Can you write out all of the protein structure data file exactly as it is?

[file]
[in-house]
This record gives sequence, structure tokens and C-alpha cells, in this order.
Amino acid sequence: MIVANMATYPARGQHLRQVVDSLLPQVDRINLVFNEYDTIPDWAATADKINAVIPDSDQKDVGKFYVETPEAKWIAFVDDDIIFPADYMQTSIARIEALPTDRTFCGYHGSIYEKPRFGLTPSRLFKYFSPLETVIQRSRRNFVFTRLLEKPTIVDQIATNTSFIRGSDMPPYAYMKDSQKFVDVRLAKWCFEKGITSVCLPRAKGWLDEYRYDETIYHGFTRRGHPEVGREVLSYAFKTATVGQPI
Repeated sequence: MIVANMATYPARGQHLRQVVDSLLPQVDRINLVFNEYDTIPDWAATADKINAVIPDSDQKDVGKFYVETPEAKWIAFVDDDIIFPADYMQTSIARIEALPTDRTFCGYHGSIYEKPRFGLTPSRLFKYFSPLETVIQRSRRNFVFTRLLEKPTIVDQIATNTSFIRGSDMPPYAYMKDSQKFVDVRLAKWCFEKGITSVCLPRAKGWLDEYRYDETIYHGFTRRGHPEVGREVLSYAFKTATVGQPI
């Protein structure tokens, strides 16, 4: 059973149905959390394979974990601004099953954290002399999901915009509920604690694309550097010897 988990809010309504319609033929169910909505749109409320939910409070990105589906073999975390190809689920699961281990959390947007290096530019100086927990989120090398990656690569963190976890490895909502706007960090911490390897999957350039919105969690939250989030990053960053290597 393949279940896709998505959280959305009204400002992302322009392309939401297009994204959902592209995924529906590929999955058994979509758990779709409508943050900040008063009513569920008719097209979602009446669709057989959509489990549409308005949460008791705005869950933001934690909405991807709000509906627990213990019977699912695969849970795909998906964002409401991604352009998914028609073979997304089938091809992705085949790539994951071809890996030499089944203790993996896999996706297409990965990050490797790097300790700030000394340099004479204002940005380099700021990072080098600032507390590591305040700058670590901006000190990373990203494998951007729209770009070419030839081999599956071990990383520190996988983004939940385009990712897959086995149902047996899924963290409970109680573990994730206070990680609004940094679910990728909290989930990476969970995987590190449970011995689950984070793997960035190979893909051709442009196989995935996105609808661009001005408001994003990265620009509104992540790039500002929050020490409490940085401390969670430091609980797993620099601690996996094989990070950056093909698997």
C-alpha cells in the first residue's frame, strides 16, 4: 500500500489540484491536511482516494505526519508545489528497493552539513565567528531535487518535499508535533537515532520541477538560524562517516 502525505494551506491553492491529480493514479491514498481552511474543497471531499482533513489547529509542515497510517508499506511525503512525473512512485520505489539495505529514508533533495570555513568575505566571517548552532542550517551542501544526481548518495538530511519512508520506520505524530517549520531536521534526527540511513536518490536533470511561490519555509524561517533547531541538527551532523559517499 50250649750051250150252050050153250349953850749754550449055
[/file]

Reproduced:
[in-house]
This record gives sequence, structure tokens and C-alpha cells, in this order.
Amino acid sequence: MIVANMATYPARGQHLRQVVDSLLPQVDRINLVFNEYDTIPDWAATADKINAVIPDSDQKDVGKFYVETPEAKWIAFVDDDIIFPADYMQTSIARIEALPTDRTFCGYHGSIYEKPRFGLTPSRLFKYFSPLETVIQRSRRNFVFTRLLEKPTIVDQIATNTSFIRGSDMPPYAYMKDSQKFVDVRLAKWCFEKGITSVCLPRAKGWLDEYRYDETIYHGFTRRGHPEVGREVLSYAFKTATVGQPI
Repeated sequence: MIVANMATYPARGQHLRQVVDSLLPQVDRINLVFNEYDTIPDWAATADKINAVIPDSDQKDVGKFYVETPEAKWIAFVDDDIIFPADYMQTSIARIEALPTDRTFCGYHGSIYEKPRFGLTPSRLFKYFSPLETVIQRSRRNFVFTRLLEKPTIVDQIATNTSFIRGSDMPPYAYMKDSQKFVDVRLAKWCFEKGITSVCLPRAKGWLDEYRYDETIYHGFTRRGHPEVGREVLSYAFKTATVGQPI
């Protein structure tokens, strides 16, 4: 059973149905959390394979974990601004099953954290002399999901915009509920604690694309550097010897 988990809010309504319609033929169910909505749109409320939910409070990105589906073999975390190809689920699961281990959390947007290096530019100086927990989120090398990656690569963190976890490895909502706007960090911490390897999957350039919105969690939250989030990053960053290597 393949279940896709998505959280959305009204400002992302322009392309939401297009994204959902592209995924529906590929999955058994979509758990779709409508943050900040008063009513569920008719097209979602009446669709057989959509489990549409308005949460008791705005869950933001934690909405991807709000509906627990213990019977699912695969849970795909998906964002409401991604352009998914028609073979997304089938091809992705085949790539994951071809890996030499089944203790993996896999996706297409990965990050490797790097300790700030000394340099004479204002940005380099700021990072080098600032507390590591305040700058670590901006000190990373990203494998951007729209770009070419030839081999599956071990990383520190996988983004939940385009990712897959086995149902047996899924963290409970109680573990994730206070990680609004940094679910990728909290989930990476969970995987590190449970011995689950984070793997960035190979893909051709442009196989995935996105609808661009001005408001994003990265620009509104992540790039500002929050020490409490940085401390969670430091609980797993620099601690996996094989990070950056093909698997």
C-alpha cells in the first residue's frame, strides 16, 4: 500500500489540484491536511482516494505526519508545489528497493552539513565567528531535487518535499508535533537515532520541477538560524562517516 502525505494551506491553492491529480493514479491514498481552511474543497471531499482533513489547529509542515497510517508499506511525503512525473512512485520505489539495505529514508533533495570555513568575505566571517548552532542550517551542501544526481548518495538530511519512508520506520505524530517549520531536521534526527540511513536518490536533470511561490519555509524561517533547531541538527551532523559517499 50250649750051250150252050050153250349953850749754550449055